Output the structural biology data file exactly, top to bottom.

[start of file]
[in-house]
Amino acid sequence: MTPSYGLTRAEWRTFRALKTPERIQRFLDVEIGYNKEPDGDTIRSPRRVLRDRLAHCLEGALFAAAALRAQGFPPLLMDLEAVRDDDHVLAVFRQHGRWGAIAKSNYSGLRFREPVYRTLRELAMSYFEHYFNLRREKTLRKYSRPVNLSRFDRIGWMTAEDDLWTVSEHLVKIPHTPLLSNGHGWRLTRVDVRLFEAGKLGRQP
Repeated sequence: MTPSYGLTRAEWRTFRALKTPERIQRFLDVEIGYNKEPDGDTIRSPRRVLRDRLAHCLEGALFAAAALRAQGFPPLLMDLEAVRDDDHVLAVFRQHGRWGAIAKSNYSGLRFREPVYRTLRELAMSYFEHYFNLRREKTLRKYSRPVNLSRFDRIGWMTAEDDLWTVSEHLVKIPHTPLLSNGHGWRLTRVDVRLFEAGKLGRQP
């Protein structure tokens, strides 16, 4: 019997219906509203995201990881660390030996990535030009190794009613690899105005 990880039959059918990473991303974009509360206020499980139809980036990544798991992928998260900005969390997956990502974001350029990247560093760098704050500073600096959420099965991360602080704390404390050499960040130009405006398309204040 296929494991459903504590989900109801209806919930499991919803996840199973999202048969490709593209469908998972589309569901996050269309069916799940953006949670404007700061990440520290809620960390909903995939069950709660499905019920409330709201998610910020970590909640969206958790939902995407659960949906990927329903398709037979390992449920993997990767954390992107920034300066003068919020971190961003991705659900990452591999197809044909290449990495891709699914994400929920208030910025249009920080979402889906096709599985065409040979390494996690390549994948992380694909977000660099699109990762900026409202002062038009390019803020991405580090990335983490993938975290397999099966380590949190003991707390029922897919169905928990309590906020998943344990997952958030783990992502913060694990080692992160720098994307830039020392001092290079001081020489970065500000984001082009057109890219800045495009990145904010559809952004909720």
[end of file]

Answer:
[in-house]
Amino acid sequence: MTPSYGLTRAEWRTFRALKTPERIQRFLDVEIGYNKEPDGDTIRSPRRVLRDRLAHCLEGALFAAAALRAQGFPPLLMDLEAVRDDDHVLAVFRQHGRWGAIAKSNYSGLRFREPVYRTLRELAMSYFEHYFNLRREKTLRKYSRPVNLSRFDRIGWMTAEDDLWTVSEHLVKIPHTPLLSNGHGWRLTRVDVRLFEAGKLGRQP
Repeated sequence: MTPSYGLTRAEWRTFRALKTPERIQRFLDVEIGYNKEPDGDTIRSPRRVLRDRLAHCLEGALFAAAALRAQGFPPLLMDLEAVRDDDHVLAVFRQHGRWGAIAKSNYSGLRFREPVYRTLRELAMSYFEHYFNLRREKTLRKYSRPVNLSRFDRIGWMTAEDDLWTVSEHLVKIPHTPLLSNGHGWRLTRVDVRLFEAGKLGRQP
């Protein structure tokens, strides 16, 4: 019997219906509203995201990881660390030996990535030009190794009613690899105005 990880039959059918990473991303974009509360206020499980139809980036990544798991992928998260900005969390997956990502974001350029990247560093760098704050500073600096959420099965991360602080704390404390050499960040130009405006398309204040 296929494991459903504590989900109801209806919930499991919803996840199973999202048969490709593209469908998972589309569901996050269309069916799940953006949670404007700061990440520290809620960390909903995939069950709660499905019920409330709201998610910020970590909640969206958790939902995407659960949906990927329903398709037979390992449920993997990767954390992107920034300066003068919020971190961003991705659900990452591999197809044909290449990495891709699914994400929920208030910025249009920080979402889906096709599985065409040979390494996690390549994948992380694909977000660099699109990762900026409202002062038009390019803020991405580090990335983490993938975290397999099966380590949190003991707390029922897919169905928990309590906020998943344990997952958030783990992502913060694990080692992160720098994307830039020392001092290079001081020489970065500000984001082009057109890219800045495009990145904010559809952004909720």